A host of APC leaders and governors have thrown their weight behind Buhari. Senate President Saraki, recently, said he would not run for the 2019 election if Buhari was running. However, he said he would speak on his political aspiration in February 2018. The Chairman of the APC Progressives Governors Forum, Governor Rochas Okorocha of Imo State, who also contested for the APC ticket in 2014, has said that he would not run against Buhari in 2019. He would rather wait till 2023 when Buhari’s second term will end, if he won.
Indeed, APC governors and some stakeholders recently canvassed automatic re-election ticket for Buhari. However, National Leader of the APC, Asiwaju Bola Ahmed Tinubu ruled out an automatic ticket for Buhari, insisting that due process must be followed to produce the party’s presidential standard-bearer.
Will due process be followed in producing APC candidate or will those angling for an automatic return ticket for President Buhari have their way? How this question is answered will go a long way in shaping the 2019 election as a faulty primary is expected to generate ripples.
In the PDP, the return of Atiku Abubakar has altered the calculations. Now, there are no fewer than seven persons angling for the PDP ticket. They are Atiku Abubakar; former governor of Kano State, Malam Ibrahim Shekarau; former governor of Jigawa State, Alhaji Sule Lamido, former chairman the PDP National Caretaker Committee, Senator Ahmed Makarfi; Governor Ayodele Fayose of Ekiti State; former Senate President, David Mark; and Governor Ibrahim Dankwambo of Gombe State.
The aspiration of Fayose, one of the first politicians to declare his ambition, will be hurt by the decision of the PDP to zone the presidency to the North.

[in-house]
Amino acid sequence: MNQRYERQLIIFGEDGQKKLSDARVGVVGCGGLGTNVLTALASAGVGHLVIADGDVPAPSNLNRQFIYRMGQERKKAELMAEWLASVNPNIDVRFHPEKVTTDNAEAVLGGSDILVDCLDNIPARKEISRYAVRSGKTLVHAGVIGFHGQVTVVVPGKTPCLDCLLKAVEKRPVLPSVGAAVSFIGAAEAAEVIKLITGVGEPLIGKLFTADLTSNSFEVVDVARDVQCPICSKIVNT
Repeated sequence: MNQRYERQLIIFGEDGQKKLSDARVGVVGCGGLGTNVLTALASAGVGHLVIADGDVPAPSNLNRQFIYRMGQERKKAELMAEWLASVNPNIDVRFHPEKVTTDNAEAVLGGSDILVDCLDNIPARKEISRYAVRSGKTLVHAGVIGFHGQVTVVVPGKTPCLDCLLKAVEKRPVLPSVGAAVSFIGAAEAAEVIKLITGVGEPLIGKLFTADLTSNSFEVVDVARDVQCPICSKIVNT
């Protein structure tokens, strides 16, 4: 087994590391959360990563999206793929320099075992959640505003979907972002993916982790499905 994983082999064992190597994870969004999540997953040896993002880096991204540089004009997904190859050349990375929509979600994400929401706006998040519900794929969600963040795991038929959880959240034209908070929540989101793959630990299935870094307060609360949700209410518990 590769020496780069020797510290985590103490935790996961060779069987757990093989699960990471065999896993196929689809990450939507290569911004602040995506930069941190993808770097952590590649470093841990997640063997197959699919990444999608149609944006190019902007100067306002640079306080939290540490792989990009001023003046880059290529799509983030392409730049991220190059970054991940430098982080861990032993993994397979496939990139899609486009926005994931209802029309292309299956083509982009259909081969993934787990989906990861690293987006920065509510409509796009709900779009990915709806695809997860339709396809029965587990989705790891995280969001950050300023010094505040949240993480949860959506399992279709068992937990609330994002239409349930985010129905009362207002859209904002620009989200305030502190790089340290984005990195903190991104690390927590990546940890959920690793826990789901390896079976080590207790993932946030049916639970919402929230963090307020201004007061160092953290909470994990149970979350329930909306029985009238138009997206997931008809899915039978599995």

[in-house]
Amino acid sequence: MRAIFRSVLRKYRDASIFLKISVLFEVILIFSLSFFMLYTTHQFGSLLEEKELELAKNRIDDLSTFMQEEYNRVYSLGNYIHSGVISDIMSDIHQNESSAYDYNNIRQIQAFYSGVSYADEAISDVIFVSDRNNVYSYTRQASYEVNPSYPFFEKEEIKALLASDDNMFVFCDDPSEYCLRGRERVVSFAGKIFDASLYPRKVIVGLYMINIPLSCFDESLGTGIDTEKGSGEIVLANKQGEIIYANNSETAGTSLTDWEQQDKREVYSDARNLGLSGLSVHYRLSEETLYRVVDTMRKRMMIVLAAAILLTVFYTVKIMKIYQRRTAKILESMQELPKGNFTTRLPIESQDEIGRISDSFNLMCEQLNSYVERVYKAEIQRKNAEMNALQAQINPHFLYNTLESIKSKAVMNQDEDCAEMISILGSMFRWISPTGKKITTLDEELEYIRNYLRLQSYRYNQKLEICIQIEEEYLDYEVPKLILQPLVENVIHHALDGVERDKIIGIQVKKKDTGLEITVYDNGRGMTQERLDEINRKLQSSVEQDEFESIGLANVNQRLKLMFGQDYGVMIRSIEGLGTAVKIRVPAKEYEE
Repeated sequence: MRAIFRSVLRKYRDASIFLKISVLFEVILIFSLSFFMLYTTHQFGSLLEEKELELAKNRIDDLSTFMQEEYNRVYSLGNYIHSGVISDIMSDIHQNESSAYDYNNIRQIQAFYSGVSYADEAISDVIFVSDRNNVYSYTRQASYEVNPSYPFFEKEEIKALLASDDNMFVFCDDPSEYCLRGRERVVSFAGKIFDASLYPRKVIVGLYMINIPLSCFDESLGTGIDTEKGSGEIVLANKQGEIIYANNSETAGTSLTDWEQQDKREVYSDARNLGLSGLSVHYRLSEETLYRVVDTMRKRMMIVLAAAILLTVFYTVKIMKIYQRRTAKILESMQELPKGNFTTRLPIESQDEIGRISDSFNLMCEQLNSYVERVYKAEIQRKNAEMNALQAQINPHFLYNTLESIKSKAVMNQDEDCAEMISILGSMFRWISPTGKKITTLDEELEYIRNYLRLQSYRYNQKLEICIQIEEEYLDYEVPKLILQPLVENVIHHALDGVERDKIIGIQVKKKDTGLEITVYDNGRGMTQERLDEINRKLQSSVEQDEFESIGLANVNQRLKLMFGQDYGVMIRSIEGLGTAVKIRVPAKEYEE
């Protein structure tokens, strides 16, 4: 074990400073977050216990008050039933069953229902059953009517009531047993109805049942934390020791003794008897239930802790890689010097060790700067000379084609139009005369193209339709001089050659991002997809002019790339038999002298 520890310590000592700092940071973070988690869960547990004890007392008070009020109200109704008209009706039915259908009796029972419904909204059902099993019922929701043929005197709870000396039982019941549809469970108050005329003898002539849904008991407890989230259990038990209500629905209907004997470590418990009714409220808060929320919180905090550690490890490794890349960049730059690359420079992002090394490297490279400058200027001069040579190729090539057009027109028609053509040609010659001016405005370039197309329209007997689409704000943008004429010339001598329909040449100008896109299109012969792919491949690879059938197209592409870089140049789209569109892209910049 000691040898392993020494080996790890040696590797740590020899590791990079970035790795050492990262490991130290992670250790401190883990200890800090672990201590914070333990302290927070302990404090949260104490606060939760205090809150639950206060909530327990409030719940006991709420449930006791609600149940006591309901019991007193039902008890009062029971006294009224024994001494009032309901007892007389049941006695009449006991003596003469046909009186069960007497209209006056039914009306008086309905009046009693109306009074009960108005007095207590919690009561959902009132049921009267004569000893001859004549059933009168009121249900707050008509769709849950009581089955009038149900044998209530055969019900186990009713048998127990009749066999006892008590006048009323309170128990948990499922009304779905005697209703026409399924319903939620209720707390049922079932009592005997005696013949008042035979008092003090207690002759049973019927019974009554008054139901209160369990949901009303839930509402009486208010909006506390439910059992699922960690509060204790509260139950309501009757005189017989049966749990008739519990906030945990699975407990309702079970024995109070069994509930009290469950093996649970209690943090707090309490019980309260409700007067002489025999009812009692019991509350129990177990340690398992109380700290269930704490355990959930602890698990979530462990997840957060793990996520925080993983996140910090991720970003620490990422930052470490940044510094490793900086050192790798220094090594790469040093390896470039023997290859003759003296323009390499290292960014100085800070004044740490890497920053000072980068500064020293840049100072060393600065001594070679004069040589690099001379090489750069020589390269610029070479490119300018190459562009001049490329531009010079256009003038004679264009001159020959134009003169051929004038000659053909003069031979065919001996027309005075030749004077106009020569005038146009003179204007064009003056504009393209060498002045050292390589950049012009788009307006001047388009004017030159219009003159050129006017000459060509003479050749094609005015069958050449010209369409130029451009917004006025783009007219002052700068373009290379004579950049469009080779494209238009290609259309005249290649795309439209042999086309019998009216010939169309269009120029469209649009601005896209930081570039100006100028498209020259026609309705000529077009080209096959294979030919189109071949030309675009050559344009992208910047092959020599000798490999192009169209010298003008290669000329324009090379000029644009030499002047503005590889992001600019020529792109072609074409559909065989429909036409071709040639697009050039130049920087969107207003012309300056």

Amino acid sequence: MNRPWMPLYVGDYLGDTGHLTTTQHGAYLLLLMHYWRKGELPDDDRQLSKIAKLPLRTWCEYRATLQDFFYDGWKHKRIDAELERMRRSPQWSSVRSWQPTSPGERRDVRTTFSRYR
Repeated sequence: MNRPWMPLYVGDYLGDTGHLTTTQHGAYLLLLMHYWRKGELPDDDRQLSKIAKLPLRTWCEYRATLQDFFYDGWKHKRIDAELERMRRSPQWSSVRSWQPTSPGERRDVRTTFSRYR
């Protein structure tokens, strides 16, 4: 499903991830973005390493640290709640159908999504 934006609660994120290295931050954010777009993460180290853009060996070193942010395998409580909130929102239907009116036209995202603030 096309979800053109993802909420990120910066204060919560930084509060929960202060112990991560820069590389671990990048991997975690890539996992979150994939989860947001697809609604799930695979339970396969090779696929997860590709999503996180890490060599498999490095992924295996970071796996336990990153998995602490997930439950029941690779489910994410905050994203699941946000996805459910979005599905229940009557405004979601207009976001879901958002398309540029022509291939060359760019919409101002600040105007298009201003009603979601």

For other aspirants, it is to be seen whether or not the PDP will those, who had remained with it and hand the ticket to Atiku, who is returning to the party for the second time in 10 years. He first left in 2006 to the Action Congress, AC, returned and left again in 2014.
Choice of VP candidates
Apart from the presidential tickets, APC and PDP’s choices of vice presidential candidates are key. The issue generated heat in the APC, last week, with rumour of dropping Vice President Yemi Osinbajo for Tinubu but the APC national leader deflated the rumour, saying he was not after Osinbajo’s seat.
The choice of VP, which has been zoned to the South, will be a thorny issue in the PDP. Will the seat go to the South-East or South-West? The South-West lost the national chairmanship to the South-South at the December 9 convention after expectations that it would clinch the seat. The South-West is still agitated over the loss with complaints that the main opposition party is marginalising the zone in the sharing of positions, a development some stakeholders said hurt the party at the 2015 election, which it lost to APC that fielded a south-westerner as the vice presidential candidate. Leaders of the PDP are still on post-convention fence-mending rapprochement to South-West. It is to be seen whether or not the move will yield dividends.
Currently, the South-South and South-East are regarded as strongholds of the PDP. Will the party woo and appease the South-West with the VP slot or give it to the South-East?
With a northern presidential candidate, if the PDP gave the VP slot to the South-West and retained the sympathy of the South-East, the country may witness the keenest presidential election ever between PDP and the APC’s Buhari/Osinbanjo team.